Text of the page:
In our book, How to Write Your Physician Assistant Personal Statement, I talk about how the conclusion of your essay is like the last kiss at the end of a first date. It should always leave the recipient wanting more. Here is a good example:
Step 4: Putting it all Together
Outlining your essay really is is like following a proven recipe.
Before outlining, you brainstorm or mind map to consider what can be included in your essay. You associate freely, considering related ideas.
Outlining means bringing structure to your scribbles. You decide which ideas you’ll cover, and which you’ll leave out. And you define a logical flow.
Then, like the ingredients in your Grandma's homemade chocolate chip cookies you pull it all together.
If you have downloaded your starter kit and followed the prompts you should have a cookie that's ready for the taste test. The final step is to test it on some beta readers whose opinions you trust.
Let us do the work for you!
Step 1: Download your copy of the personal statement starter kit and fill it out.
Step 2: Send us your completed starter kit and your rough draft essay for completion.
- Receive your free digital copy of our books "How to Write Your PA Personal Statement" and "101 PA School Admission Essays" just for signing up!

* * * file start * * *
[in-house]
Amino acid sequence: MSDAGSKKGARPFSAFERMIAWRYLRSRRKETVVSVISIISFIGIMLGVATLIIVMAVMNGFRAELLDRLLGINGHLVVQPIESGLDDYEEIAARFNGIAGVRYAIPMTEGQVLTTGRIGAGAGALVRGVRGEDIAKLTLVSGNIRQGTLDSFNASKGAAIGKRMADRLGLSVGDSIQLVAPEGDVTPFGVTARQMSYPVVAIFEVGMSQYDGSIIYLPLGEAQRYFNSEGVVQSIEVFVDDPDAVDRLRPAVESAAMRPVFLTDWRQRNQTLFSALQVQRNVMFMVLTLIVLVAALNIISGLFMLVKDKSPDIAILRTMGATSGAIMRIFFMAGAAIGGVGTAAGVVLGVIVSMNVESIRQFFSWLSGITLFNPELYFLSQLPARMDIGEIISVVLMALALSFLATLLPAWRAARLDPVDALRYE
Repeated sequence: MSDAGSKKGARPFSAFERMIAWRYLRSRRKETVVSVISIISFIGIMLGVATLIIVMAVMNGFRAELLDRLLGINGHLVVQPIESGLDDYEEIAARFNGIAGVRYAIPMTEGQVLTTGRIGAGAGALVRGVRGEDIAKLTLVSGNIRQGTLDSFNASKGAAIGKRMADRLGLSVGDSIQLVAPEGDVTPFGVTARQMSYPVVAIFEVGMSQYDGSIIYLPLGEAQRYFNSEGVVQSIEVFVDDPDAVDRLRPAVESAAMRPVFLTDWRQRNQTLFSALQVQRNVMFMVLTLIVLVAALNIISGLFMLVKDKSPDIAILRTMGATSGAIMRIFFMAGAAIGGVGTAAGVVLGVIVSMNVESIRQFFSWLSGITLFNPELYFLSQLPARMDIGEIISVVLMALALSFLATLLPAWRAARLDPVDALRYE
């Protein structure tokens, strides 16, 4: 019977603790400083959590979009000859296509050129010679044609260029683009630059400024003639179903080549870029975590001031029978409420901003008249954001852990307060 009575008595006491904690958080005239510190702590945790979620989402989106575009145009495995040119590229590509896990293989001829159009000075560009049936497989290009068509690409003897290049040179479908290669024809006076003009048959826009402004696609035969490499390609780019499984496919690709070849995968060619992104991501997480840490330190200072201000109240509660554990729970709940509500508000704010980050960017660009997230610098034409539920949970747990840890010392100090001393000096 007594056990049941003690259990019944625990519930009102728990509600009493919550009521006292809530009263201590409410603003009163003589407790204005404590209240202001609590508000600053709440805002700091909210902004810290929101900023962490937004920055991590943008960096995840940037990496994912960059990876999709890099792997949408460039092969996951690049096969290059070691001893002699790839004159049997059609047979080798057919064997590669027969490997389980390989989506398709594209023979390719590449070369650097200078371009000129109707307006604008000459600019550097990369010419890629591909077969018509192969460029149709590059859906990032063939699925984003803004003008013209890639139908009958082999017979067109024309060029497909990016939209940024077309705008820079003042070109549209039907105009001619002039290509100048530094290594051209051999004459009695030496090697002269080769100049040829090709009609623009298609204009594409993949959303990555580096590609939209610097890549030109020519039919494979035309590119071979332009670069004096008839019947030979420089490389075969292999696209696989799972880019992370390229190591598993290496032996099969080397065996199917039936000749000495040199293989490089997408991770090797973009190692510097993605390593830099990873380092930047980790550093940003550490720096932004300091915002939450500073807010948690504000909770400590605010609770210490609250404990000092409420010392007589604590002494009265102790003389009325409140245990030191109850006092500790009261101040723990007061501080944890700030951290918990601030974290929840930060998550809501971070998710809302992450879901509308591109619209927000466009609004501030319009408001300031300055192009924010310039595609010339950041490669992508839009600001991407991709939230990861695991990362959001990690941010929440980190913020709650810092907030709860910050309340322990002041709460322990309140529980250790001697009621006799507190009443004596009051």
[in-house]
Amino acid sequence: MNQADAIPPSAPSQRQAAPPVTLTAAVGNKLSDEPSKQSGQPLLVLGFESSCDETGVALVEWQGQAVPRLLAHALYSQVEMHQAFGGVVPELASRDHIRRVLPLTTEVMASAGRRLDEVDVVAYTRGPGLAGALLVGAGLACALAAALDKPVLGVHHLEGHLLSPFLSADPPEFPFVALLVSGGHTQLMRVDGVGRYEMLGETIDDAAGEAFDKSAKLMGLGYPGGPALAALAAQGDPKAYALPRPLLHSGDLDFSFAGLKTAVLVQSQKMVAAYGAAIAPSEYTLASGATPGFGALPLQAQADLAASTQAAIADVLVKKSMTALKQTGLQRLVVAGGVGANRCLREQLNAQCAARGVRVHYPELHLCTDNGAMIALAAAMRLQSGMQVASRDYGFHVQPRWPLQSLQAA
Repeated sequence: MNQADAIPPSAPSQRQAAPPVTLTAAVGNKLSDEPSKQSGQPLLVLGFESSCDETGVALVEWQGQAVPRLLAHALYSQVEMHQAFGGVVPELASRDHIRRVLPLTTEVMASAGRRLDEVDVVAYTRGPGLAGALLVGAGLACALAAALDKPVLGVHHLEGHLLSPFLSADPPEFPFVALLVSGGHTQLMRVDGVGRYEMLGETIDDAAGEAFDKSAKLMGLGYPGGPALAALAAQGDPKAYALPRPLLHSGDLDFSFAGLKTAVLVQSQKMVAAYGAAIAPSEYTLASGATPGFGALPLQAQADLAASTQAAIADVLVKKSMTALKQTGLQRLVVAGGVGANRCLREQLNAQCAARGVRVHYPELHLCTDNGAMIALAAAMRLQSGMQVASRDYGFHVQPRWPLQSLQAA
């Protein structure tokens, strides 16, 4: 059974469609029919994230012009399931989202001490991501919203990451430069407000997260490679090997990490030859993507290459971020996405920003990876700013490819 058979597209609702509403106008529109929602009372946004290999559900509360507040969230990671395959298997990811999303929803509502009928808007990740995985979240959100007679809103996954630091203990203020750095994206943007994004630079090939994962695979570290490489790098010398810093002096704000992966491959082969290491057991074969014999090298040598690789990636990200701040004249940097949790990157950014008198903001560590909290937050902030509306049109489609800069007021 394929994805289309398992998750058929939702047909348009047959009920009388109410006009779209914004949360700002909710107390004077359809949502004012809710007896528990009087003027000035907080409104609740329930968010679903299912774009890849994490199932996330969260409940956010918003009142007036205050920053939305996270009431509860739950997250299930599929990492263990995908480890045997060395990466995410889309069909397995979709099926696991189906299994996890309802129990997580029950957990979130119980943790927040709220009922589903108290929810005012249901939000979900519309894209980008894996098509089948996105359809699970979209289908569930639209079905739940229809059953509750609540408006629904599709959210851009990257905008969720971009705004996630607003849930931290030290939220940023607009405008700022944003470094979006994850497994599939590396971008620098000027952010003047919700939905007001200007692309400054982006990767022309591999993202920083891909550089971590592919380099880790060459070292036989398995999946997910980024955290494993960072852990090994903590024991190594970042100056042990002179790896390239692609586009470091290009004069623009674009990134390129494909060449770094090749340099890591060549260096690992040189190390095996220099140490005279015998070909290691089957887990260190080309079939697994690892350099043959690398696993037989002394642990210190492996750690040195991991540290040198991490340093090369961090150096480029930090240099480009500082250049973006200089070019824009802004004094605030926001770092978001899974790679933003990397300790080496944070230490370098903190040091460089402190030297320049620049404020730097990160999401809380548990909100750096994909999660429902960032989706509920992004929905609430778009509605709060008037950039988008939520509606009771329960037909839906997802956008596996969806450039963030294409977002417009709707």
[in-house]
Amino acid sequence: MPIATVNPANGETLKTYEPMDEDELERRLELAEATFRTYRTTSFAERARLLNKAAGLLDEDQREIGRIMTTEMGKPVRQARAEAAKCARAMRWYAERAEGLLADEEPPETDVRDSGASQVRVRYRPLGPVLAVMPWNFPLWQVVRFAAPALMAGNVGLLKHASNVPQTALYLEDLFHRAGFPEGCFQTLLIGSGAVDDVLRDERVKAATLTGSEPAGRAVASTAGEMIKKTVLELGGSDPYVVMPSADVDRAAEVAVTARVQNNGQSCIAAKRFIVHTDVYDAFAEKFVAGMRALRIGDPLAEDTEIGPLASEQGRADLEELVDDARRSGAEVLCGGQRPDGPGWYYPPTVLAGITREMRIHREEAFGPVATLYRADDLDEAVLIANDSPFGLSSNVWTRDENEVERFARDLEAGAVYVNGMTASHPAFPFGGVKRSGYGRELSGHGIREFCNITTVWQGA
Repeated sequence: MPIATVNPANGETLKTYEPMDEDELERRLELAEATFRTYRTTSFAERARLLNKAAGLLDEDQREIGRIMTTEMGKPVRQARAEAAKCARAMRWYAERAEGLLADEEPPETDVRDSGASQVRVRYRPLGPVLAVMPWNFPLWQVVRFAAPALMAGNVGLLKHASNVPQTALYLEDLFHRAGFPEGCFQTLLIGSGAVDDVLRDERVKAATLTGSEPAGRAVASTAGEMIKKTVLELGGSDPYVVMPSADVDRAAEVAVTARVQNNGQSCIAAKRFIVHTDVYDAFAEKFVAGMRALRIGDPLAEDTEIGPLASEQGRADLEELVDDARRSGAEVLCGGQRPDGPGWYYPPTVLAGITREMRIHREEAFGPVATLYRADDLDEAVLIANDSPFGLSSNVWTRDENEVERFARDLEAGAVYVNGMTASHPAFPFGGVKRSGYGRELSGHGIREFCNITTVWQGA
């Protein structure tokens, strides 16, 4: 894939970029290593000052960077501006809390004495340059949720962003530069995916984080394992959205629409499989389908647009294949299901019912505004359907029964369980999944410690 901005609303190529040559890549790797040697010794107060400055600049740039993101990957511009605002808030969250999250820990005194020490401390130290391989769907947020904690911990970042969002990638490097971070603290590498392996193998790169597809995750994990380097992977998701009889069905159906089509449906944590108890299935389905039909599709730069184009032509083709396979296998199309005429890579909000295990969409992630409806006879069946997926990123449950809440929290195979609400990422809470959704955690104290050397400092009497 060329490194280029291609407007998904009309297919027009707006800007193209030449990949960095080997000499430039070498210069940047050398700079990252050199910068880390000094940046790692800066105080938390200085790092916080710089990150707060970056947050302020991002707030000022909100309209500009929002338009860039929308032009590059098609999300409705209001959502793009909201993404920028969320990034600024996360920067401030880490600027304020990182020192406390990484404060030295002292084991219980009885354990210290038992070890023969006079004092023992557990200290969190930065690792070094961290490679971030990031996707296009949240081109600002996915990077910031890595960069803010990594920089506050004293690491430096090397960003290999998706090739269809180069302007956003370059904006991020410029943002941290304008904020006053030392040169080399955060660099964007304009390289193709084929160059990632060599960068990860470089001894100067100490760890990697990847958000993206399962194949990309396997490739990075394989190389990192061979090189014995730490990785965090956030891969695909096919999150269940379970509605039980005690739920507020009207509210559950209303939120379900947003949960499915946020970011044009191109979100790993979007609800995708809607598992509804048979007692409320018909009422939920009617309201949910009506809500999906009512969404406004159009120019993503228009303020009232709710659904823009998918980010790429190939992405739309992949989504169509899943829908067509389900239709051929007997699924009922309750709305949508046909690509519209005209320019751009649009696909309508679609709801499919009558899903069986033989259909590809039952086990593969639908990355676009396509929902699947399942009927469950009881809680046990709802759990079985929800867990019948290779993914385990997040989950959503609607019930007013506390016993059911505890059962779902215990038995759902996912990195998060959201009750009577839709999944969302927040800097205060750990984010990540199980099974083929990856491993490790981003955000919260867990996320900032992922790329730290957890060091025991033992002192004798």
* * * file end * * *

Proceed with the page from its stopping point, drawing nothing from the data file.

- Within 48 hours you will receive your edited and revised personal statement that's on point, personable, polished, within the character limit, and 100% written by you!
Click the buttons and complete the steps:
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|Download & Complete YOUR STARTER KIT||Send us your essay for revision|
View all posts in this series
- How to Write the Perfect Physician Assistant School Application Essay
- The Physician Assistant Essay and Personal Statement Collaborative
- Do You Recognize These 7 Common Mistakes in Your Personal Statement?
- 7 Essays in 7 Days: PA Personal Statement Workshop: Essay 1, “A PA Changed My Life”